The Incredible Shrinking Man

PLOT:

Scott Carey (Grant Williams) is contaminated by a radioactive cloud and pesticide, and he slowly begins shrinking. When he’s three feet tall, he briefly becomes friends with a female circus midget but then continues to shrink, eventually being reduced to living in a dollhouse. After nearly being killed by a cat, he winds up trapped in a basement and has to battle a voracious spider, his own hunger, and the fear that he may eventually shrink down to nothing. After defeating the spider, the hero accepts his fate and (now so small he can escape the basement by walking through a space in a window screen) looks forward to seeing what awaits him in even smaller realms.

REVIEW:

As any avid reader of this blog will know, I’m a huge fan of classic films, especially of the black & white, sci-fi genre. The Incredible Shrinking Man fits that criteria to a ‘T’.

This isn’t a campy sci-fi flick, but a rather tragic one. The story about a man who by some odd, unusual chance is exposed to the right amount of chemicals (from two different sources, mind you) begins to shrink. The tragedy is that he could very easily shrink out of existence. This is something that worries him throughout the entire film.

As expected, Robert Scott Carey comes across a plethora of obstacles as he shrinks, especially once he becomes smaller than a mouse. The cat attacks him as he’s living in the dollhouse, leading his wife and brother to believe he’s dead. Strangely enough they barely look for him.

Carey has to scale steps down in the cellar, as well as not drown in the water from the water heater, and of course what kind of movie abut tiny humans would this be without your standard giant spider scene.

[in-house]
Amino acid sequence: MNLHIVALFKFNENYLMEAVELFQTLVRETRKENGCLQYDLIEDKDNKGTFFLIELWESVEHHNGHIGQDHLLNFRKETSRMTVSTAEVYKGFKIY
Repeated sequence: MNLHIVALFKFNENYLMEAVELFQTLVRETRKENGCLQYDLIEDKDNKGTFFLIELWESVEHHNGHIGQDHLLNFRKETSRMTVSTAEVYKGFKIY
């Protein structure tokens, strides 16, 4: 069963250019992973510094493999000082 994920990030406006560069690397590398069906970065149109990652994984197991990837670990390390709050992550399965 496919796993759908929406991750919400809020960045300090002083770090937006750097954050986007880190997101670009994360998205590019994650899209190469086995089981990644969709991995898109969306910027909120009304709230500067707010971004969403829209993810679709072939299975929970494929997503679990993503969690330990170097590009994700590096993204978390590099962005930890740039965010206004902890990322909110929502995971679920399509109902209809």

By today’s standards the effects are quite cheesy, yet they still hold up to the test of time.

One of the greatest things about this film, is that it very easily could have been driven by the effects, but in fact it is the acting that makes it. Yes, the effect are there and are crucial to the story, but it is the performance of Grant Williams as the shrinking man that really sells this film and makes it such a classic.

4 out of 5 stars

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2 Responses to “The Incredible Shrinking Man”

  1. […] pretty good sci-fi tale, that has been parodied, spoofed, and used in all kids of media. Much like The Incredible Shrinking Man, many Saturday morning cartoons and other media have used this at some point during their run, to […]

  2. […] of because they are so small. Much in the same way regular things became a hazard, like the cat, in The Incredible Shrinking Man. I must say that the effects are obviously not top notch, but they work for this film and the […]

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